Polar sled being packed on Antarctic ice and snow

Day 33 If only all days could be like this!

Not the furthest distance covered, with just 27.5km travelled today, but it was a good day.

Spindrift Snow

I was late out if my sleeping bag again. The winds over “night” has brought in a lot of spindrift that had submerged Sledmund. They also covered all the tent pegs and snow flaps with snow, which took a lot longer than normal to clear off. It meant I was packed up and ready to go at 9:15am as opposed to my normal 8.30am start.

Seeing Australian Team

But at least the sun was out and there wasn’t that much of a wind anymore. No strong headwind and spindrift like yesterday. The snow was generally pretty good as well; quite compact, some sastrugi but easily navigable. After a couple of hours, I looked east (to my left) and could see the team of six Australians who started the day after me from Hercules inlet. They are attempting a full crossing, but as with me they have been delayed by the conditions and ailments. I tried to angle southwestwards so we could meet, but they were too far east and that would have been too much of a detour and off route. Ah well!

Theil Mountains

I still cannot see the Thiel mountains, though hopefully I will tomorrow. I did see a nunatak to my west; I think it was the Sonntag Nunatak, which was a nice surprise, but it was too far to really take any pictures. Definitely more signs of progression though! So now, just about to head into the sleeping bag. Provisional forecast for next 2-3 days is similar to today though wind might be a bit stronger. We shall see!

Sir Sledmund Hilary

A word about Sir Sledmund Hillary the Sled! A sturdy steed! He’s 210cm long and around 50cm wide in the middle and 40cm deep. As a result he has a lot of carrying capacity. Without anything in, he’s 9kg or so. At the start of this journey, including the weight of my daily water supplies (I melt snow every day for water) and gas, it was around 135kg. The sled is designed to effectively float over the snow patches… which I guess it does, but it’s still tough!! Sledmund has been around the world already! Made by Icetrek in Australia, I picked him up in Svalbard. Of course he came back with me to Scotland before flying over to Chile and now Antarctica. A well-travelled Sled! Hopefully we’ll make it to the Pole together… it’s a love hate relationship really. Sometimes I am cursing him and the way I have to really push myself to pull him over obstacles. However at the end of the day he’s a loyal Sled! Arise, Sir Sledmund!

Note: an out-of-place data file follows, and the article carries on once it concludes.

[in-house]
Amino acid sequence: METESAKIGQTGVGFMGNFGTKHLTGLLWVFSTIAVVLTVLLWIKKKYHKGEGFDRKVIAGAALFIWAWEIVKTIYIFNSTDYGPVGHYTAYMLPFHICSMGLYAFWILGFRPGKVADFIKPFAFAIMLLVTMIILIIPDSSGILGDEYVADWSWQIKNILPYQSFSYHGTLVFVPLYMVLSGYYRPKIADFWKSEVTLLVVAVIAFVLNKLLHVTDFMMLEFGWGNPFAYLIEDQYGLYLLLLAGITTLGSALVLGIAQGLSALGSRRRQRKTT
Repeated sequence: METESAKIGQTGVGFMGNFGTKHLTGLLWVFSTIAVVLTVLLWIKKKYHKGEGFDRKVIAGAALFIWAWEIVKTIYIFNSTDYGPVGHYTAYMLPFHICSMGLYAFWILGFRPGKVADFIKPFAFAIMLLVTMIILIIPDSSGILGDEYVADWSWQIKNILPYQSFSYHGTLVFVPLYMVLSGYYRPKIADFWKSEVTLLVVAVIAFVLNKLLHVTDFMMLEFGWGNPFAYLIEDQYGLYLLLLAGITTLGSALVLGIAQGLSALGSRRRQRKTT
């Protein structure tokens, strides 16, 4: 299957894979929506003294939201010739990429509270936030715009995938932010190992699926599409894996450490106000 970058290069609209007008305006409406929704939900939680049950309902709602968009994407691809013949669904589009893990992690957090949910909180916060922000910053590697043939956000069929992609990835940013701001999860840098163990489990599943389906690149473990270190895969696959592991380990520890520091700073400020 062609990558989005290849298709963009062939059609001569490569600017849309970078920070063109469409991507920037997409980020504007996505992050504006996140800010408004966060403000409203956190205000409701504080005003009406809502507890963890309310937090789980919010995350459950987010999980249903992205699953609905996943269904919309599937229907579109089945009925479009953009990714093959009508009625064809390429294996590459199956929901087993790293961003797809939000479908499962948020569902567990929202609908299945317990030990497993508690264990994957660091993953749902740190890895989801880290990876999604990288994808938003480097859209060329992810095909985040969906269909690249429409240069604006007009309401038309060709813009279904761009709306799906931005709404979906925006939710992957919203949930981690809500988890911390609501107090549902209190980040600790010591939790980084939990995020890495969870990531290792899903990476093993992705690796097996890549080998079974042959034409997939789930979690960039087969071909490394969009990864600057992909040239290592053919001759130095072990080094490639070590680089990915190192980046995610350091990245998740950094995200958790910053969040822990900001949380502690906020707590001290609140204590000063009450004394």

Daily Packing Routine

At the end of every day I have to take everything I need from Sledmund into the tent and then repack everything again in the morning as I leave. It’s getting a little easier now that Sledmund is lighter and there is more space inside. Must be around 45kg lighter by now, at least (he’s been on quite a diet!!!), and three of the main food ration bags have gone.

The general principle is to keep the sled as light as possible at the front. This, so it does not nose dive into snow or a sastrugi rut. Heavier stuff is generally packed in the middle to rear of my friend Sledmond.

Kitchen Box

I have a kitchen box in which I keep my kettle, stove, and bags of hot chocolate and protein powder; plus other bits and pieces. It’s falling to pieces and held together by duct tape at the moment – not sure if it will last the full journey, but it’s done well to reach over 30 days!

Anyway, that goes towards the back of the sled, with fuel cans behind it. The solar panels and advent calendar go on top. In the middle comes the heavier stuff; the large food ration bags. Now there are really just over one and a half of them. My electronics bag and general tent gear bag is next. And to the front… the lighter items; bags for different types of clothing like underwear, base and mid layers; balaclavas, gloves and hats; and other such things. The drone is there as well but I haven’t used it; it’s just so tricky in the cold with my fingers; batteries (of phone, drone and control unit) and weather. Will see if will use it or not!! Once the tent is down, I put it on top of everything, with my backup skis either side.

Closing everything up

On closing everything up, I have a large long bag that contains my sleeping system (thermarest and sleeping bag), and that as special compartments on top where I can put my two Nalgene bottles and food flask for easy access, and my large down jacket together with the two thermos bottles. I strap this down on top of the main sled cover and that’s it… ready to go!

Ear worm of day… I wish I could say it was something different from yesterday but much as I tried… I still had Twisting the Night Away and Lets Twist Again, together with the music from For a Few Dollars More! Sorry! I guess they are good to hum and to ski to! Still, keep your suggestions coming!

Photo – Packing sledmund

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Visit Ben’s blog site to hear Ben’s audio diary from his overnight camp. https://polarweber.com/